Beckett’s political legacy is much more extensive than we might think. For many among his contemporaries who aspired to see change, not simply in art, but in world politics, his writing held strong historical significance. Radical political theorists such as Ernst Bloch, Theodor Adorno and Herbert Marcuse, politically transformative playwrights such as Lorraine Hansberry, Adrienne Kennedy and Amiri Baraka, and theatre companies such as the Free Southern Theater, tied to the American civil rights movement, displayed a deep interest in his work. The places in which his plays have been performed tell us of the deep political realisations that many have seen in his writing. In the 1960s, Waiting for Godot was performed across the black American South alongside Ossie Davis’s Purlie Victorious, a satire of segregation and a tale of revolt and emancipation that became a crucial cultural landmark for African Americans. In 1993, it was performed in Sarajevo under siege, in an adaptation directed by Susan Sontag, and in 2007, on the devastated streets of New Orleans after Hurricane Katrina, in a production directed by Paul Chan. In 2011, the Freedom Theatre’s Acting School in the Jenin Refugee Camp staged an adaptation of the play as a tribute to their mentor, Juliano Mer Khamis, after his assassination, transforming Waiting for Godot into a reflection on what waiting means for Palestinians. Other artists – notably the American playwright Antoinette Nwandu – have sought inspiration in Beckett’s writing to reflect on waiting as a fundamentally dangerous and life-threatening activity for African Americans.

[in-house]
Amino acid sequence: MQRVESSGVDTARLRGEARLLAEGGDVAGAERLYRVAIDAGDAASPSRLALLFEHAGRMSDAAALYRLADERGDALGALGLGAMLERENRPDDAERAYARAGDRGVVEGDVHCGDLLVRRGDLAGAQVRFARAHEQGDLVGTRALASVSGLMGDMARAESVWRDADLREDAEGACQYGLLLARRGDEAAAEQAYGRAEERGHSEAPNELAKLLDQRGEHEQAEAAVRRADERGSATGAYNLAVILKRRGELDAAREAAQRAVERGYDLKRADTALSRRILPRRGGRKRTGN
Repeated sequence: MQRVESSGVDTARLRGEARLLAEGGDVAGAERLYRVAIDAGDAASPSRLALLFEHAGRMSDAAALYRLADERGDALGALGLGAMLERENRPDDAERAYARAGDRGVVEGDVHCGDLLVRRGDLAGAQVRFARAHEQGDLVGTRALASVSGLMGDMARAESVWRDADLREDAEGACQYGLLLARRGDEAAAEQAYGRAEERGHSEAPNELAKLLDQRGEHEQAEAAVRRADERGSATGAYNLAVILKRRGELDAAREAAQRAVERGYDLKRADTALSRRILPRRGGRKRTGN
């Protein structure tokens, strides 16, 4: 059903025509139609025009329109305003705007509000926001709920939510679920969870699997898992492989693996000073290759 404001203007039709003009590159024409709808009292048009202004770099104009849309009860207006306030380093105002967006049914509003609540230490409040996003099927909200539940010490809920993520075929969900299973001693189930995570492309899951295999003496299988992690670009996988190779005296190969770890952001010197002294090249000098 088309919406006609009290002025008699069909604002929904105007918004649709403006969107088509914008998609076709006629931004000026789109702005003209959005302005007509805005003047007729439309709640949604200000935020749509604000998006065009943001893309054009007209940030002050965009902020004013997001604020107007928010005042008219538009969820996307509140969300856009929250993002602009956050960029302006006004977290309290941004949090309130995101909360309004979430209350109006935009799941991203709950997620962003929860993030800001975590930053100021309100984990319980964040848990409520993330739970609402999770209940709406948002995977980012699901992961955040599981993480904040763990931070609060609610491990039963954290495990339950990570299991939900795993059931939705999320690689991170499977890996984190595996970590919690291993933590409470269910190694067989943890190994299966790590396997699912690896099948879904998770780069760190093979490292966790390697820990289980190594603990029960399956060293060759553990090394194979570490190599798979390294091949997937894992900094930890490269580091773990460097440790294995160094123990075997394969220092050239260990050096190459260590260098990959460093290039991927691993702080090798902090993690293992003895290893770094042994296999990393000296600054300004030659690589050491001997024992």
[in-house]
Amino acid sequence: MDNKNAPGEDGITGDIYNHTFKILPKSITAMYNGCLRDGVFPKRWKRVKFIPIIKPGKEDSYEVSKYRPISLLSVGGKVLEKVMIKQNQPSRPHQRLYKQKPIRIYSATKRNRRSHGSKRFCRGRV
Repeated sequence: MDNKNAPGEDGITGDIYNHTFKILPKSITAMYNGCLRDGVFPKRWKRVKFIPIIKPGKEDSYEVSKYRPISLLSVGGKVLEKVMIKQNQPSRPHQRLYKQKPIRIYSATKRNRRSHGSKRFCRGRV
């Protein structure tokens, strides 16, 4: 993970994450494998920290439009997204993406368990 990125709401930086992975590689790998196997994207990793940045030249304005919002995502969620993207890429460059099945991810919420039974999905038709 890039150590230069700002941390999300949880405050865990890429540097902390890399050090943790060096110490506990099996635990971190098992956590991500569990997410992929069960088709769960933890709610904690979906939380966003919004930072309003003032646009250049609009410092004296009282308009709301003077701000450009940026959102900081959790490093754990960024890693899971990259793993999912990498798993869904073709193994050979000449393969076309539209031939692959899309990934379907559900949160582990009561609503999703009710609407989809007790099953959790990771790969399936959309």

Beckett was well aware of the power that his words have for those who are waiting – for a better life, for peace, for justice. When the Swedish theatre director Jan Jönson showed him photographs of the black inmates rehearsing Waiting for Godot at San Quentin prison, he responded by saying that he could see in these photographs ‘the roots of [his] play’. His work encourages us to look at what is in front of us – to, as he put it, ‘open our eyes and see the mess’. Opening our eyes: that may well be the most difficult political gesture of all.
Emilie Morin’s Beckett’s Political Imagination is published by Cambridge University Press.